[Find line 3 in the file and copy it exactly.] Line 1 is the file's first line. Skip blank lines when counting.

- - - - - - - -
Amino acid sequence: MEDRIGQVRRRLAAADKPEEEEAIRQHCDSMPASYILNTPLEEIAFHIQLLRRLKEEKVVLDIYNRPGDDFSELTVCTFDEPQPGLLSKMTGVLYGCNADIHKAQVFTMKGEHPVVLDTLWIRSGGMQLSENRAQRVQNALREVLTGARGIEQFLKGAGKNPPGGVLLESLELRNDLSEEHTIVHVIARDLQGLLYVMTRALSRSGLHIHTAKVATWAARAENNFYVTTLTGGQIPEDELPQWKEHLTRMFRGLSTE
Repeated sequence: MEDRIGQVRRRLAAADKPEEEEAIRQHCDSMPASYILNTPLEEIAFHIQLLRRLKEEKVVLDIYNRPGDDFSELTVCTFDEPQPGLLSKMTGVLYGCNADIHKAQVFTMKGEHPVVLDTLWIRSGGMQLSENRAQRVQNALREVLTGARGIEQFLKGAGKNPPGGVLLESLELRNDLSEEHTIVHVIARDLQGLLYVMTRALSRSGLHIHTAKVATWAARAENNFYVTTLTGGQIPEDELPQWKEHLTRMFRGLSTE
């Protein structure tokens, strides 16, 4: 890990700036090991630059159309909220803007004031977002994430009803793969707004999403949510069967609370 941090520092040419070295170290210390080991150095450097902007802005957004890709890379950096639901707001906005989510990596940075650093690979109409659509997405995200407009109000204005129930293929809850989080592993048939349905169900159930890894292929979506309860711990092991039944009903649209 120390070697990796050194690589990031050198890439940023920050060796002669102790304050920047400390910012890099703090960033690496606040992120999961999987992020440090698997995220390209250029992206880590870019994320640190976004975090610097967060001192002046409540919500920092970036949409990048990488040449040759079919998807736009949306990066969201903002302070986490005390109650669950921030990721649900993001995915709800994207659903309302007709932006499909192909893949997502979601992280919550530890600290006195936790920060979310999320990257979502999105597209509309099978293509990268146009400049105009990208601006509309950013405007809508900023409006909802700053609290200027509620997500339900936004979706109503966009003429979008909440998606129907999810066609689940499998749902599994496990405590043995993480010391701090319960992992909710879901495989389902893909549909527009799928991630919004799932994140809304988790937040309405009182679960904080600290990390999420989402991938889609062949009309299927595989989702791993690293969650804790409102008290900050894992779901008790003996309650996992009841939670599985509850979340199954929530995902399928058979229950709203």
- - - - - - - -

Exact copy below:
């Protein structure tokens, strides 16, 4: 890990700036090991630059159309909220803007004031977002994430009803793969707004999403949510069967609370 941090520092040419070295170290210390080991150095450097902007802005957004890709890379950096639901707001906005989510990596940075650093690979109409659509997405995200407009109000204005129930293929809850989080592993048939349905169900159930890894292929979506309860711990092991039944009903649209 120390070697990796050194690589990031050198890439940023920050060796002669102790304050920047400390910012890099703090960033690496606040992120999961999987992020440090698997995220390209250029992206880590870019994320640190976004975090610097967060001192002046409540919500920092970036949409990048990488040449040759079919998807736009949306990066969201903002302070986490005390109650669950921030990721649900993001995915709800994207659903309302007709932006499909192909893949997502979601992280919550530890600290006195936790920060979310999320990257979502999105597209509309099978293509990268146009400049105009990208601006509309950013405007809508900023409006909802700053609290200027509620997500339900936004979706109503966009003429979008909440998606129907999810066609689940499998749902599994496990405590043995993480010391701090319960992992909710879901495989389902893909549909527009799928991630919004799932994140809304988790937040309405009182679960904080600290990390999420989402991938889609062949009309299927595989989702791993690293969650804790409102008290900050894992779901008790003996309650996992009841939670599985509850979340199954929530995902399928058979229950709203």